John to the Seven ChurchesRevelation 1:4-5Theme: Who, what, when, where, and why.This week’s lessons teach us the various theories concerning the authorship and date of the Book of Revelation.
LessonThere is a perfectly good explanation for John’s poor grammatical construction in chapter 1, verse 4: John is drawing from Exodus 3:14, where God revealed his name to Moses as “I am who I am.” That’s all in the nominative case. John keeps the name in the nominative case in order to make clear that he’s alluding to this defining passage in Exodus. What he’s trying to show is that God lives in “the eternal present.” In other words, John’s alleged grammatical errors are intentional. William Barkley says John has such an immense reverence for God that he refuses to alter the form of the divine name even when the rules of grammar demand it.
Another reason why some scholars seek another author for Revelation rather than John the Apostle is that John nowhere identifies himself as an apostle. But that’s only a formal objection–he certainly writes as an apostle, that is, authoritatively. On the whole, identification of John the Apostle, the son of Zebedee, as the author of the book, seems the best option – if for no other reason than that it’s hard to imagine somebody other than John being so well known that he could identify himself in the Book of Revelation as John, without any other identification. So we ought to side with Justin Martyr, Irenaeus, and the other early church witnesses and stand on this traditional identification in the church.
One thing that points to Johannine authorship is the way John includes himself in the chain of Revelation that we find in these opening verses. It’s a fulfillment of something Jesus said to the disciples, significantly enough, recorded by John himself in his Gospel. Jesus said, “When he, the Spirit of truth [the Holy Spirit] comes, he will guide you into all truth. He will not speak on his own; he will speak only what he hears, and he will tell you what is yet to come” (John 16:13).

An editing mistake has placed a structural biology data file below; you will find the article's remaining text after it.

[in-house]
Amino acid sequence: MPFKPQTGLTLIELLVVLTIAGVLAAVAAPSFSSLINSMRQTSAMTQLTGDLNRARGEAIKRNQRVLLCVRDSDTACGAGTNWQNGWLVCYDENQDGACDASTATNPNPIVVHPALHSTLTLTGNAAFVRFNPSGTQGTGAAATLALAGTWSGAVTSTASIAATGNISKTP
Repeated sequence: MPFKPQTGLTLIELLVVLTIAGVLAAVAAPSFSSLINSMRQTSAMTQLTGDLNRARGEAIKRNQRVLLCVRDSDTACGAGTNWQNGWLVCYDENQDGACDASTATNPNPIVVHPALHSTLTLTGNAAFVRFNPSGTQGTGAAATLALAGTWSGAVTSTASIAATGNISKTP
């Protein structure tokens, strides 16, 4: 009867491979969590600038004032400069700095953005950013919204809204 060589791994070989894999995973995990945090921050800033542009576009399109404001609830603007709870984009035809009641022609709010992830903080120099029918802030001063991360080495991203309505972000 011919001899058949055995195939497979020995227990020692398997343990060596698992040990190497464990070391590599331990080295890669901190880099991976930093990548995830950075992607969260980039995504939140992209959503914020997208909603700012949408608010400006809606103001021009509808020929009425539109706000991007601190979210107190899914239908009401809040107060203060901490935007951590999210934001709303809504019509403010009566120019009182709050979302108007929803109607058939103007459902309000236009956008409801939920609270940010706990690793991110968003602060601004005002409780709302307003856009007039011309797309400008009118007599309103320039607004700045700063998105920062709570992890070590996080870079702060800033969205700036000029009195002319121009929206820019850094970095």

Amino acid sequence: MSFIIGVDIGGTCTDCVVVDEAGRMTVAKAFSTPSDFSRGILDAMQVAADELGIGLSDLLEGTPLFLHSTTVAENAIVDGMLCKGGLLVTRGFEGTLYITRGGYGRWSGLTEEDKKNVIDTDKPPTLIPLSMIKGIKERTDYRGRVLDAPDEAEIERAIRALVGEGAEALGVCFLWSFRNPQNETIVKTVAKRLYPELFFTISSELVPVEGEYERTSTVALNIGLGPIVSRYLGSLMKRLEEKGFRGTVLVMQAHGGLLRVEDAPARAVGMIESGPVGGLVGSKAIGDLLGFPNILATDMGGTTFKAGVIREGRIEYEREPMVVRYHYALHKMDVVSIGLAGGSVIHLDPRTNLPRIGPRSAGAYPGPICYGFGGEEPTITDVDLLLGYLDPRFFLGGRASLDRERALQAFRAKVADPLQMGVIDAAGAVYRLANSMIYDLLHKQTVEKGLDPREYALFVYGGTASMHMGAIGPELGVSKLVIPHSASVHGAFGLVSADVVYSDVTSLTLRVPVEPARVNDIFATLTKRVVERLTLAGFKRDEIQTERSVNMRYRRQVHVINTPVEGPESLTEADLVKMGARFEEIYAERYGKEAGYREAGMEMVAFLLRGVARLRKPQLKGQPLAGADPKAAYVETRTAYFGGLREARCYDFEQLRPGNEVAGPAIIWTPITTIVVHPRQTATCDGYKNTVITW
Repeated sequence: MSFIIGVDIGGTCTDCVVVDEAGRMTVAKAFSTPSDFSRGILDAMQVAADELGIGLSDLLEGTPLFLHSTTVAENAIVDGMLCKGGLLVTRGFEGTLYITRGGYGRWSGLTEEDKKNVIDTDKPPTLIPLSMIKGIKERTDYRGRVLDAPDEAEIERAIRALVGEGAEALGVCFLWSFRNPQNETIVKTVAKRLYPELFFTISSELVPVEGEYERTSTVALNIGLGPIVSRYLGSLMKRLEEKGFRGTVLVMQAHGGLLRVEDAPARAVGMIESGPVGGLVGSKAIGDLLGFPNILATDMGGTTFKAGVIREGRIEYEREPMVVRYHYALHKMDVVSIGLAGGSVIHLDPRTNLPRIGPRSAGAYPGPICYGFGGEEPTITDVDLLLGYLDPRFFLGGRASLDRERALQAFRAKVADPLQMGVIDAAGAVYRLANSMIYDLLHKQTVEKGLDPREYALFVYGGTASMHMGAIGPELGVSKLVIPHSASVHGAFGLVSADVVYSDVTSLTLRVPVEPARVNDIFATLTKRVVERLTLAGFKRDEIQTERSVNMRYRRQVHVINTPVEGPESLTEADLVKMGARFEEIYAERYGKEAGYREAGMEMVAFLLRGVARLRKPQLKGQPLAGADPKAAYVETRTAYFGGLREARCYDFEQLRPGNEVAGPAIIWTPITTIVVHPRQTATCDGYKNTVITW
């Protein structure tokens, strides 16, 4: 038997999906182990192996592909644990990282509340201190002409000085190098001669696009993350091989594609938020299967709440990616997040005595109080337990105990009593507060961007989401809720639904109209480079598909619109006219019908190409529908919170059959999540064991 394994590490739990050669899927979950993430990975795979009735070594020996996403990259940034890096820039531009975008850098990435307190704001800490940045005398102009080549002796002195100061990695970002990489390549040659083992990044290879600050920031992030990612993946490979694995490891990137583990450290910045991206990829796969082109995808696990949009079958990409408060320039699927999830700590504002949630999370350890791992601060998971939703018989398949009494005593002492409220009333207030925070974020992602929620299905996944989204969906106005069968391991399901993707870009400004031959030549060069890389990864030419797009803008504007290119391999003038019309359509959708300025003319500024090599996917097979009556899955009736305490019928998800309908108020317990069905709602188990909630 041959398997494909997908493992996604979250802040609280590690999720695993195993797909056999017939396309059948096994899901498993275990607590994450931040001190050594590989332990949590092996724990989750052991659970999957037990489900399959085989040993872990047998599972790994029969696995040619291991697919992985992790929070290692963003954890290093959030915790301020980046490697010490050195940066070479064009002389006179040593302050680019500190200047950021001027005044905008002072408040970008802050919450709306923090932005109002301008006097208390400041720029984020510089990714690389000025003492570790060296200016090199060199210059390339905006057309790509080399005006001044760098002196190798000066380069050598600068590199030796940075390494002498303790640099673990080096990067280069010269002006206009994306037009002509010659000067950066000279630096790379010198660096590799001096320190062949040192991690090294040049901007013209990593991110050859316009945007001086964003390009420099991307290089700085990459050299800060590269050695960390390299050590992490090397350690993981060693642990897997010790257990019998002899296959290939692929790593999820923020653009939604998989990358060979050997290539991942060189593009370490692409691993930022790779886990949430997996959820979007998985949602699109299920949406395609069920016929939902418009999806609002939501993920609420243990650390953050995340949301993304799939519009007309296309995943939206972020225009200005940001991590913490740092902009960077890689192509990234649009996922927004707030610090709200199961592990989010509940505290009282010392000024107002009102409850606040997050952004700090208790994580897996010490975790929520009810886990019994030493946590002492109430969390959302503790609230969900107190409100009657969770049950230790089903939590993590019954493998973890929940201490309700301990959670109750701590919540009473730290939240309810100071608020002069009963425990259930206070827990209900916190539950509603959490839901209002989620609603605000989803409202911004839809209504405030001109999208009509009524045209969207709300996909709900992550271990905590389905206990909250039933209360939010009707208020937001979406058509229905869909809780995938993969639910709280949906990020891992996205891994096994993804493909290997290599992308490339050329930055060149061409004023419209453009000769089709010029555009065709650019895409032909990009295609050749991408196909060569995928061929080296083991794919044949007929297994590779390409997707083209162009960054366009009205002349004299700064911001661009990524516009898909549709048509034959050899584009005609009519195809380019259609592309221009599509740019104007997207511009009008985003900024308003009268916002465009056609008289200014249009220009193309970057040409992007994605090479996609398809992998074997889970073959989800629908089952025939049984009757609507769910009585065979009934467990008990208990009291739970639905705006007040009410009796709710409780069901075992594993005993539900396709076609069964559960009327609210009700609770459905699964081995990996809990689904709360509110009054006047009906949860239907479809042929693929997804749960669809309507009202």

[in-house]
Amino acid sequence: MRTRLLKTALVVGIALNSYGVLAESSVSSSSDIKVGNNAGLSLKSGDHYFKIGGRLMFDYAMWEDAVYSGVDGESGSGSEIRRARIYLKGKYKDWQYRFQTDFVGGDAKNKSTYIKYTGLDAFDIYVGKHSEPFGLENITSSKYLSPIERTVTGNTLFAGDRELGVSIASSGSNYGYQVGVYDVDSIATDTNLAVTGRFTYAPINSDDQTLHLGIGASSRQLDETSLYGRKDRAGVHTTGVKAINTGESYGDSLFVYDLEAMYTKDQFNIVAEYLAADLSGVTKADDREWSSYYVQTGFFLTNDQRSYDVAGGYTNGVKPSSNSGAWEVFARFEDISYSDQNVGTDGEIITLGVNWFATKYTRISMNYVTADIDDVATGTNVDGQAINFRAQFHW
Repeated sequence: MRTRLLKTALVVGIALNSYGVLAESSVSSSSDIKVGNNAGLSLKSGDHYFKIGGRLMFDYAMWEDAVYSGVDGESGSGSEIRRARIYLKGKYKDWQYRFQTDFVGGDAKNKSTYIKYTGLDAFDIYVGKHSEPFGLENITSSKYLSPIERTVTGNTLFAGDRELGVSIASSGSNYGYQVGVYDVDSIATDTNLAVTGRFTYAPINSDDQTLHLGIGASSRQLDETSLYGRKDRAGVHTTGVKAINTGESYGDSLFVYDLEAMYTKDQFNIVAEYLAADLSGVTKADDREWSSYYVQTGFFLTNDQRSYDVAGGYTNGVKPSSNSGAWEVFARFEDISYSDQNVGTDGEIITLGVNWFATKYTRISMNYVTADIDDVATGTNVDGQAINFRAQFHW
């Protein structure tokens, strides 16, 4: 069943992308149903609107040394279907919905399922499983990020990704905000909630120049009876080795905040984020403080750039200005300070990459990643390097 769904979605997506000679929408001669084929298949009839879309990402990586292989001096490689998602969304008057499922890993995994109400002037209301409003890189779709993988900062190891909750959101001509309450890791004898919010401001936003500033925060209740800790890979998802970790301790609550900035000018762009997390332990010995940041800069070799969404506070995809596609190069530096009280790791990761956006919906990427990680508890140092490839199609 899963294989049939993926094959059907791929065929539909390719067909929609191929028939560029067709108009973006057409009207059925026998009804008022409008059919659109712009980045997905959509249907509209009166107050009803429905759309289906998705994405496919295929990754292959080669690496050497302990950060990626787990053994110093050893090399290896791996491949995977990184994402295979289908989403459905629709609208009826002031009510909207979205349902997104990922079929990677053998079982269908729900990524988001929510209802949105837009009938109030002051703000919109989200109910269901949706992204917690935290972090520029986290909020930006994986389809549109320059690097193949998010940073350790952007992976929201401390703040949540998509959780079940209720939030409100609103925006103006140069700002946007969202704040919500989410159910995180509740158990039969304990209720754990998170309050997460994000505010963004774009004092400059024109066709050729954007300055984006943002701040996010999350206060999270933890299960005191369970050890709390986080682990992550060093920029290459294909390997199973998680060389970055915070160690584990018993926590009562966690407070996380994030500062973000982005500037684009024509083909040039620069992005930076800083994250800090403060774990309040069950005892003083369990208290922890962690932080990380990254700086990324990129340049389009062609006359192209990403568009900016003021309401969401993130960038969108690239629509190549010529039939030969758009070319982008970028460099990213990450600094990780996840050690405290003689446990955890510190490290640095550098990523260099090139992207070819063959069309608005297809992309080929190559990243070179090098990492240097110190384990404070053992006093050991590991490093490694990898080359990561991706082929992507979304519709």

John is writing to the seven churches in Asia, but his point is that he’s not writing on his own. What he really is doing is conveying the message that has been given to him by Jesus Christ through the work of the Holy Spirit. The chain of revelation goes like this: according to verse 1, God the Father gives the revelation to Jesus Christ; second, also according to verse 1, Jesus imparts the revelation to his angel who, third, makes it known to John. And now John is making known to the churches that which he has received. He calls it the Word of God and the Testimony of Jesus Christ. What John is saying is that he is the communicator, by the grace of God, of this revelation. He is conscious of being part of the chain of those God has used down through church history – the prophets in the past – to see that the people of God receive all they need to know about the gospel in living the Christian life.
Unlike most other New Testament books, Revelation doesn’t have even one direct quotation from the Old Testament. But it does contain literally hundreds of allusions to Old Testament passages or ideas. One of the commentators, Stephen Gregg, mentions that there are 79 references to Isaiah, 54 references to Daniel, 48 to Ezekiel, 43 to the Psalms, 27 to Exodus, 22 to Jeremiah, 15 to Zechariah, 9 to Amos, and 8 to Joel. Bruce Metzger reckons that of the 404 verses that comprise the 22 chapters of this Book of Revelation, 278 (that’s almost three-quarters) have one or more allusions to an Old Testament passage.
There’s one more introductory matter we have to deal with before we get on to other things, and that is the time of the writing. When did John write Revelation? Some writers hold to a late date, that is, from the late reign of the Roman emperor Domitian; that would be about a.d. 81-96. And others hold to an early date–from the reign of Nero, that is, in the time frame a.d. 54-58. The time frame in which you place the book of Revelation has bearing on how you interpret it.
What is the explanation for the supposedly poor grammar found in Revelation 1:4?
Why should we side with the early church witnesses in believing that John the Apostle is the author of Revelation?
How does the Old Testament come into play in Revelation?
Why is it important to wrestle with the dating of Revelation?